|SIEDLCE: Mazowieckie [Shedlitz, Sedlets,|
Alternate names: Shedlitz שעדלעץ / שעדליץ [jidysz], Sedlets Седльце / Седлец [j rosyjski]. 52.16° N / 22.29. 2013 population: 764,383. Siedlce lies between two small rivers, the Muchawka and the Helenka, along European route E30. The seat of a Roman Catholic Diocese of Siedlce.
Cemetery photos. Video. Restoration story with photos: Volunteers salvaged matsevot at 14 Pilsudski Street that were located inside of the building's gate and took them to Siedlce Jewish cemetery. The matsevot laid face up during those years lost inscripions. Stones were identified as matsevot by the graver's marking visible on the opposite side of matsevot. Article also mentioned name of Jewish paver, Jontel Goldman who after WWII was removing matsevot from the Siedlce pavements and caried them to the Jewish cemetery. Article also mentioned that the next action related to the removal of matsevot from Siedlce -Chodow road were on biking trail planned for constructiion. (Chodow is located 4.5 miles NW from Siedlce on the main road to Sokolow Podlaski.) [February 2010]
Yizkor. [September 2010]
Virtual Jewish World [June 2014]
Virtual Shtetl [June 2014]
Jewish Families of Bacau [June 2014]
US Commission No. POCE000579
Siedlce is located in Siedlechie province, 62 km from Warsaw and 130 km from Lublin. The cemetery is located on Szkolna Street. Present town population is 25,000-100,000 with fewer than 10 Jews.
The Jewish community dates from first half of 17th century. 1939Jewish population was 15,250. The city had a pogrom in 1906.The Jewish cemetery was established in 1807 with last known burial (Berman) in 1988. Unlandmarked but is a concern of the conservator. The isolated urban flat land has a Polish sign. Reached by turning directly off a public road, access is entirely closed with a partial masonry wall and locking gate. The size today and before WWII was 3.0 hectare. 500-5000 stones are visible with 100-500 in original position and fewer than 50%-75% toppled or broken. Tombstones date from the 19th-20th centuries. The marble, granite and sandstone rough stones/boulders, flat-shaped stones, finely smoothed and inscribed stones, or flat stones with carved relief decoration have Yiddish inscriptions. The cemetery contains special memorial monuments to Holocaust victims. No known mass graves. Municipality owns property used for Jewish cemetery only. Adjacent properties are agricultural and residential. Occasionally, private visitors stop. The cemetery was vandalized during WWII. Local/municipal authorities cleared vegetation and fixed wall and gate in 1987-9. Authorities occasionally clear or clean. No structures. Weather erosion is a moderate threat. Vegetation overgrowth is a seasonal problem, preventing access.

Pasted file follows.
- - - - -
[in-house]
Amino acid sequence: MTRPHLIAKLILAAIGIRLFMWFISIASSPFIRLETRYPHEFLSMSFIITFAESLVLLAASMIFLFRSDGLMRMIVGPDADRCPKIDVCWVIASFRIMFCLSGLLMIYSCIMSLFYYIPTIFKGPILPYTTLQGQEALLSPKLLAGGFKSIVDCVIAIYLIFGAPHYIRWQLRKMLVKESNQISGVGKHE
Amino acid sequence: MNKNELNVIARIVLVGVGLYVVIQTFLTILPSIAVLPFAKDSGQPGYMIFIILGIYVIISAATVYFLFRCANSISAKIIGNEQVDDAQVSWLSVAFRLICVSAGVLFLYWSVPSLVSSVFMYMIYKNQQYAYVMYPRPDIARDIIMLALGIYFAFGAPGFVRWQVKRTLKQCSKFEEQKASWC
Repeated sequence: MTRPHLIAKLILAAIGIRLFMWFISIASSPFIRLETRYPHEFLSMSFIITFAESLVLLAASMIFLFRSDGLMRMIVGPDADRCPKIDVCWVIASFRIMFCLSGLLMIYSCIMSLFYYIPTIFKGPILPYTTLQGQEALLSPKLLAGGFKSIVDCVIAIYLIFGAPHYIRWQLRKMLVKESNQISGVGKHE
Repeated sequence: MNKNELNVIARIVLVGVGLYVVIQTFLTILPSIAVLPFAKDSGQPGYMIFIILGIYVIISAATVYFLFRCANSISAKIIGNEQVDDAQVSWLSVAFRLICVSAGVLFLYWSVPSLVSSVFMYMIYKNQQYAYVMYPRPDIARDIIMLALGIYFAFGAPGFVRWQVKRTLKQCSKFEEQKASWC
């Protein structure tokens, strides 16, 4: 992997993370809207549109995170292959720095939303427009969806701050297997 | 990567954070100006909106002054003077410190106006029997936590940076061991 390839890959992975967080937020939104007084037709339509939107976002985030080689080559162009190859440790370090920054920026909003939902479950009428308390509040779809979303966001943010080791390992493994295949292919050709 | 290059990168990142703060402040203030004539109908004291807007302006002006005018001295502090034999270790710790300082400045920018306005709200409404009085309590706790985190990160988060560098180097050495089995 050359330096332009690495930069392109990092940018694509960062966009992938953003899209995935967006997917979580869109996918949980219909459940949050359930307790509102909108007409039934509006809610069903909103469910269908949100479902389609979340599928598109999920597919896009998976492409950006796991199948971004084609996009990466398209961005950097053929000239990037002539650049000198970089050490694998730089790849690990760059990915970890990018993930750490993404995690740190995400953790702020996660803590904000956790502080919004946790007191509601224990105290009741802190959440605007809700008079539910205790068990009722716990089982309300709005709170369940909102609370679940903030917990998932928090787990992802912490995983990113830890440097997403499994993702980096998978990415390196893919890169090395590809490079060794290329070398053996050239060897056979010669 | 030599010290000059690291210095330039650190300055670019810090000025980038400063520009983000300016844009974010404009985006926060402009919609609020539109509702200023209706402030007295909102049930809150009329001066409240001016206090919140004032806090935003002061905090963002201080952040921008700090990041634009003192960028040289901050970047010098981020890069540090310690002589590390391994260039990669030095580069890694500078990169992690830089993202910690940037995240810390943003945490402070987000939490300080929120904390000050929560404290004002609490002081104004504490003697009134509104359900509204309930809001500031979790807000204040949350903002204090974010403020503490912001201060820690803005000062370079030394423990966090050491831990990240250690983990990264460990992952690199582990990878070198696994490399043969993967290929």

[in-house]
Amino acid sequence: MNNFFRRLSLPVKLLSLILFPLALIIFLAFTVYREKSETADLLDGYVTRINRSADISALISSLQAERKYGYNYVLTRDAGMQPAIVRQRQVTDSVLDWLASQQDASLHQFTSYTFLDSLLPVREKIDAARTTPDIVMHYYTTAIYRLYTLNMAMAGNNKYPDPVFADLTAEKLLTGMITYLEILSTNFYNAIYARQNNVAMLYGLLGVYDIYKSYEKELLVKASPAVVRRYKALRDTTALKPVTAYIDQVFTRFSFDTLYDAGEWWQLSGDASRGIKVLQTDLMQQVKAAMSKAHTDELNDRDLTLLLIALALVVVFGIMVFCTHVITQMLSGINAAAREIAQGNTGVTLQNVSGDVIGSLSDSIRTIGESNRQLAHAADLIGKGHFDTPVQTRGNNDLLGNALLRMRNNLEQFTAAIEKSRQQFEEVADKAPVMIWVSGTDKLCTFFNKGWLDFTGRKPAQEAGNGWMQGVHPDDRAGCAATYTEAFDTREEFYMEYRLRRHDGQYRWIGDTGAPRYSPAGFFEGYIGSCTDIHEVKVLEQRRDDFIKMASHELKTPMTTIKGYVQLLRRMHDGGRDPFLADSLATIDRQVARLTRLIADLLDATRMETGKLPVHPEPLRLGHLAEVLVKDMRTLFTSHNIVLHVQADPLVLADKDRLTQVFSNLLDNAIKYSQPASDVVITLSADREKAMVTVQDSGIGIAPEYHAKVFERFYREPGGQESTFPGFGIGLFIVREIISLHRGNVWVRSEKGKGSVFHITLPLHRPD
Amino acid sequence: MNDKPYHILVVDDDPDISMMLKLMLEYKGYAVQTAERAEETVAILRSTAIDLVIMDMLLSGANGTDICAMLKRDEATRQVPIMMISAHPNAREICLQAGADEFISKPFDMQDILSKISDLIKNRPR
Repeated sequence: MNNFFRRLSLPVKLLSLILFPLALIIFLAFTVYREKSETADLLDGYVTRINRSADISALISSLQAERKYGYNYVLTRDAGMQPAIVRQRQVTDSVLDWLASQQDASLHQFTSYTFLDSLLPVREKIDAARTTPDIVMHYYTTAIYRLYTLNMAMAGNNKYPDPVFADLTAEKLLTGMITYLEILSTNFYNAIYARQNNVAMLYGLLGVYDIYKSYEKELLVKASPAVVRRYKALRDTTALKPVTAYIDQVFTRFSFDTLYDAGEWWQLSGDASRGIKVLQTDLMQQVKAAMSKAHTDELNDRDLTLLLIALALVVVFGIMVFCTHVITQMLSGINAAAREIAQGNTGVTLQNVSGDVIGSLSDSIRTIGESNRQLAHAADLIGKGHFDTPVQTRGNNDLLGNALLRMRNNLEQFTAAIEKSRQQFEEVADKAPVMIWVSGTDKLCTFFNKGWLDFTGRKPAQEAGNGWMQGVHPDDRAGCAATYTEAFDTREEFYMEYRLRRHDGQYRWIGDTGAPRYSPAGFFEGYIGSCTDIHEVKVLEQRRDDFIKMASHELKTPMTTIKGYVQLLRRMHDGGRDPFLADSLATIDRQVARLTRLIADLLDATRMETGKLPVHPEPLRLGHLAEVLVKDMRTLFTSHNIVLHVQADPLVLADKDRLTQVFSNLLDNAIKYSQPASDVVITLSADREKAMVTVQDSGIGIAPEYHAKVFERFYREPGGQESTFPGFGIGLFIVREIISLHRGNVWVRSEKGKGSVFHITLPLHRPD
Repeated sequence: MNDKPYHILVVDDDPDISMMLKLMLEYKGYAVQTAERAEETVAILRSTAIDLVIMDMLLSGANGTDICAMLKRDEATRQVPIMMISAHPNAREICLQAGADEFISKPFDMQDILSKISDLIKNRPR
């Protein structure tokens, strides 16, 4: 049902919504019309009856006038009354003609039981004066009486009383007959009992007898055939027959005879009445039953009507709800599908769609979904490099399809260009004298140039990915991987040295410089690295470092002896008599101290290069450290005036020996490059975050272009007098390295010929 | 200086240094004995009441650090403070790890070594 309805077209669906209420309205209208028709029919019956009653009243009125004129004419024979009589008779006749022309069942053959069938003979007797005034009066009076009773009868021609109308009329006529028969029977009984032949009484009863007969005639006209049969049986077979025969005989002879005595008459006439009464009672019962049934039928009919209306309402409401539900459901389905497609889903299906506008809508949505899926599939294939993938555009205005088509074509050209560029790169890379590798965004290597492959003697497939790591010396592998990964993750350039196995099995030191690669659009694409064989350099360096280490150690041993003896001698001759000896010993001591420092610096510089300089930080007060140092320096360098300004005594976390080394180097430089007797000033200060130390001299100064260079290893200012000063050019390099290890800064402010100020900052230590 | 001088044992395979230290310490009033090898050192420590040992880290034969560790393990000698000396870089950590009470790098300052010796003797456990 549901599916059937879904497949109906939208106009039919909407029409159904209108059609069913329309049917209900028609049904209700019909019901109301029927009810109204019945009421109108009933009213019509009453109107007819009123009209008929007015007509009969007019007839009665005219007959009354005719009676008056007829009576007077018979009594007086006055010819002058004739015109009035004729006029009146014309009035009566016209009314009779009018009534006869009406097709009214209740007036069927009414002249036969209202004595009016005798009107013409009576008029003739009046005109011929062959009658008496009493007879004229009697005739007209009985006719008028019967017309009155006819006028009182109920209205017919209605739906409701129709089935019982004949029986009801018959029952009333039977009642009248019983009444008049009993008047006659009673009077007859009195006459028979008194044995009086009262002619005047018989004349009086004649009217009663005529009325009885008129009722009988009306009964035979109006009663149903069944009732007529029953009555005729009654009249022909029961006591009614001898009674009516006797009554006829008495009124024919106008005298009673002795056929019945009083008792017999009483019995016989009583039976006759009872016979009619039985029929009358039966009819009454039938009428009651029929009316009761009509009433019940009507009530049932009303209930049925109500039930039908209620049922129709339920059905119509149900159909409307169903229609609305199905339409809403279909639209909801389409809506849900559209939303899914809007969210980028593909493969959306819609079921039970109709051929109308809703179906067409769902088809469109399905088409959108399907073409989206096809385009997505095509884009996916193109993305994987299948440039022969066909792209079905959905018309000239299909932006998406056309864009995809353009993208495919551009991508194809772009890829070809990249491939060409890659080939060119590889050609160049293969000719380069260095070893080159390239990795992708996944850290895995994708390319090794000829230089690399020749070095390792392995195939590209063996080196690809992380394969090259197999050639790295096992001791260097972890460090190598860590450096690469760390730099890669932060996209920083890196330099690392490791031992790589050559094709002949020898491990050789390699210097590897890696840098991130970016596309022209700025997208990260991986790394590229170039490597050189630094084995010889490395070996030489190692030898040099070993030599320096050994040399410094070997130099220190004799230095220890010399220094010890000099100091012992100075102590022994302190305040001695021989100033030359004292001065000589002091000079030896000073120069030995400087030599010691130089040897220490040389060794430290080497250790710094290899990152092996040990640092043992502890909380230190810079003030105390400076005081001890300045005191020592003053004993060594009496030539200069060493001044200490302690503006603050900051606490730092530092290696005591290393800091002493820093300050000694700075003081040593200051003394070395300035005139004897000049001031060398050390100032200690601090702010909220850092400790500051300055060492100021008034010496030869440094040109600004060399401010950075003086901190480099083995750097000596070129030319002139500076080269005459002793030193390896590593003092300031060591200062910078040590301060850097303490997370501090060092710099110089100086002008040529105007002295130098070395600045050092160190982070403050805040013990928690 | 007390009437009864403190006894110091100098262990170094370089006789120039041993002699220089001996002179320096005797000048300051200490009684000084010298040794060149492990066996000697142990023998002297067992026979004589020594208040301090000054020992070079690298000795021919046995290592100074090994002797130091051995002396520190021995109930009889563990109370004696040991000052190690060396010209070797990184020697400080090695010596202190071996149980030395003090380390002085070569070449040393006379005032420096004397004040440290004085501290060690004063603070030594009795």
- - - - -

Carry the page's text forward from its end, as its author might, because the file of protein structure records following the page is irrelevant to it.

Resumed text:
Cezary Osta [no longer lives there] completed survey on 23 Nov 1992. Documentation: Cezary Ostas and St. Fiedorczuk at the conservator's office in Siedlce, Project for cemetery area arrangement, and Monument to the Martyrdom of Jewish Nation in Siedlce by Witold Sobczyk, 1961 found in the conservator's office in Siedlce. He interviewed Izaak Halber and Edward Kopowka in Siedlce on 20 Nov 1992 and visited site on 23 Nov 1992.
|Last Updated on Monday, 09 June 2014 15:58|